Over the past several months, we here at Transpositions have been working behind the scenes and in the wings to gather together a variety of perspectives from individuals who live and work at the intersection of Christianity and the Theatre; and, next week (2 July – 7 July), we invite you to sit back, relax, and take in the thoughts and reflections of a diverse cast of characters during our symposium appropriately titled: Christianity and the Theatre.
In addition to being theologians, all of our contributors have worn multiple hats as theatre practitioners—from director to actor, to writer and producer. As such they are keenly aware both of the practice of theatre and of the theological import of the theatre; and, in their posts, they seek to carefully examine the relationship between theatre and theology. Our hope is that you, as readers, will realize that, unlike most theatrical performances where once the curtain is down you exit never to see the performers again, you are invited not only to read and reflect on the contributors’ thoughts but also to share your own.
Christianity and the Theatre Schedule (2 July – 7 July)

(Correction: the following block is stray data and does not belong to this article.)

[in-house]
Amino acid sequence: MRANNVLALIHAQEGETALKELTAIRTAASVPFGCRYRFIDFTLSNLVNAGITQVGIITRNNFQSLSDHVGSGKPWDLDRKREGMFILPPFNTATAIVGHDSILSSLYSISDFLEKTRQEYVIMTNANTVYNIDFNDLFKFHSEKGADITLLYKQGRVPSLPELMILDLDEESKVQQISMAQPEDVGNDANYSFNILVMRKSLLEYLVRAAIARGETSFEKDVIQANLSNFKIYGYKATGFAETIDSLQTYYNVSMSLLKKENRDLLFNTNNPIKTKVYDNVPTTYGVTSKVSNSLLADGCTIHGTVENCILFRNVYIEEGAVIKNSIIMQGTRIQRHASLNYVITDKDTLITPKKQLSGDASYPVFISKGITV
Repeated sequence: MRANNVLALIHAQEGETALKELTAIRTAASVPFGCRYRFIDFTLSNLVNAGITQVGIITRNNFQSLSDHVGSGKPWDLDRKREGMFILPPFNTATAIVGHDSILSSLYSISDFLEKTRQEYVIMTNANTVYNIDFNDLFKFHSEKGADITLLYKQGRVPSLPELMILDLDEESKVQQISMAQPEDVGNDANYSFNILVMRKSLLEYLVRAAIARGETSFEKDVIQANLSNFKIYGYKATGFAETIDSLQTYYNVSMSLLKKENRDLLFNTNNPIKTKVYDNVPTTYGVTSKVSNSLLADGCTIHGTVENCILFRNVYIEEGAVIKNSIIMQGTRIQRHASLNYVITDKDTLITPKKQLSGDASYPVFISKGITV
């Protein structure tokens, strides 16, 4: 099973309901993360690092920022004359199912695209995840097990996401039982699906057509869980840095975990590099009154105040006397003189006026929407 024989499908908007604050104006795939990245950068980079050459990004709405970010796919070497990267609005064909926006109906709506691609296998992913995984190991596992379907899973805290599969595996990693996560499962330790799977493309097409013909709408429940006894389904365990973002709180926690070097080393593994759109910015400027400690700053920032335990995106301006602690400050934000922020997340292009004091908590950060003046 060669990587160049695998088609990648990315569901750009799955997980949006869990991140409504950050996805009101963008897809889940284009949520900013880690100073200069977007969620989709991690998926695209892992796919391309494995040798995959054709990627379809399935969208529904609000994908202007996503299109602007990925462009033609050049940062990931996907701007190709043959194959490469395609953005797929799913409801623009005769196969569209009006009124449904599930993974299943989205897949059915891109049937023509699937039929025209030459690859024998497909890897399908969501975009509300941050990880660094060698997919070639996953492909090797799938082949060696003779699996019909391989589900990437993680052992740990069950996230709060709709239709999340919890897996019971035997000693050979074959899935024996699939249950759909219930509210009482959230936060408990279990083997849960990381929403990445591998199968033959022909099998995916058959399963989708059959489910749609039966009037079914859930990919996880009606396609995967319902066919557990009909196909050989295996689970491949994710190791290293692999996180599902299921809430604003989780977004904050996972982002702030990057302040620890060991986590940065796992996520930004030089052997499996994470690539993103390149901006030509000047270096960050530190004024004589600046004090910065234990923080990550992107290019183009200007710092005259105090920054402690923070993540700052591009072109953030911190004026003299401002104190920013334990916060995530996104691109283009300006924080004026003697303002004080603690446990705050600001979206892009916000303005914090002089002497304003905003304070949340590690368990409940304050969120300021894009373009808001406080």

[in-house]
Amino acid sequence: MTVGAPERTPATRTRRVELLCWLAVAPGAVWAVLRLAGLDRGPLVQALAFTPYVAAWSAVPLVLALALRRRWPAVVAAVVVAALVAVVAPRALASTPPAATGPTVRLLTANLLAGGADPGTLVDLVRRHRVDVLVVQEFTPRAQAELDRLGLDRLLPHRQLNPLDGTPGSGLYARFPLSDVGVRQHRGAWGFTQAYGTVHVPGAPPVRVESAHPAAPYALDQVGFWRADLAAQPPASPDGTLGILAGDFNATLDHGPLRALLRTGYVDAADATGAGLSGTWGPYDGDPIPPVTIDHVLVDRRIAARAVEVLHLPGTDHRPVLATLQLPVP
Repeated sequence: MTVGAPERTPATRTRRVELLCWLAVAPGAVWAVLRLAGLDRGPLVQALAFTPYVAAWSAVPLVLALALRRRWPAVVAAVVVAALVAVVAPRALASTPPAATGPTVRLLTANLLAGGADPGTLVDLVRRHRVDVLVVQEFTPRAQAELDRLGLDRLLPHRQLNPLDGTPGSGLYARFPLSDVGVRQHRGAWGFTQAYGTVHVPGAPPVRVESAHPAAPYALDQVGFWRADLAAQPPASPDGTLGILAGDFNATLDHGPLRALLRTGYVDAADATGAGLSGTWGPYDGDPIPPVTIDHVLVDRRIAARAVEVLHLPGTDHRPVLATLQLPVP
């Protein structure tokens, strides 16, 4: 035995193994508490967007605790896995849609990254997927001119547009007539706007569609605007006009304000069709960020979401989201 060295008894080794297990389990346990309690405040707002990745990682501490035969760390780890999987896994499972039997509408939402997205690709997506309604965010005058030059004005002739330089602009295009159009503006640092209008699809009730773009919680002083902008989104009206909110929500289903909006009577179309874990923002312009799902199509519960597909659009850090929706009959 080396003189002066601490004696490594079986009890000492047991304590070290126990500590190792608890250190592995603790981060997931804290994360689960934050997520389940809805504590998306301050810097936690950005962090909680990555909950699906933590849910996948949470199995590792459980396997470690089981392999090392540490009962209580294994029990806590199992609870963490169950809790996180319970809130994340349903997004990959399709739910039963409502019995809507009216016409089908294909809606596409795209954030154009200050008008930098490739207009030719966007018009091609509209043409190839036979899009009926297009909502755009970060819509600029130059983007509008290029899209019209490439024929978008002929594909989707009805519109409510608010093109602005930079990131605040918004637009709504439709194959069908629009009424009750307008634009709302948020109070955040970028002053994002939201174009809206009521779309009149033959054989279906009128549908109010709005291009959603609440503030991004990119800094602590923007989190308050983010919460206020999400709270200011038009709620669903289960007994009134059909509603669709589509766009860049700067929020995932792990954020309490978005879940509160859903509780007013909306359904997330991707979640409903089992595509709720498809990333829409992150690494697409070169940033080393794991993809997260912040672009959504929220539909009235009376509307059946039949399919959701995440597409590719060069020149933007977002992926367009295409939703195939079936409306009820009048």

Monday, 2 July: Charles Gillespie, Justin Kosec, and Kate Stratton from Yale Divinity School discuss ways in which drama can be incorporated into Christian liturgy and, in the process, help worshippers see ‘the holy amidst the mundane’.
Tuesday, 3 July: Ivan Khovacs, Senior Lecturer at Canterbury Christ Church University, examines the ways in which tragic theatre may serve to allow us to rehearse our own end while exploring the historic and contemporary challenges this poses for Christians.
Wednesday, 4 July: Todd Johnson, Brehm Chair of Worship, Theology, and the Arts at Fuller Theological Seminary, explores ways in which theatre sheds light on what it means to be human and suggests that theatre may play a formative role in human becoming. He also responds to author Dale Savidge’s recent post on the CITA website.
Thursday, 5 July: Josh Edelman, Research Fellow from Central School of Speech and Drama in London, asks the question, ‘What sort of truth do we expect from the theatre?’, in light of monologist Mike Daisey’s semi-fictional The Agony and the Ecstasy of Steve Jobs.
Friday, 6 July: Wes Vander Lugt, PhD candidate at the University of St Andrews, traces the development of theatre as a model and metaphor for Christian theology in the first of two posts.
Saturday, 7 July: Wes Vander Lugt concludes his discussion of the ‘theatrical turn’ in Christian theology.
We are pleased with the playbill for next week and hope that you will seize the opportunity to respond to our contributors and, in the process, keep the dialogue going.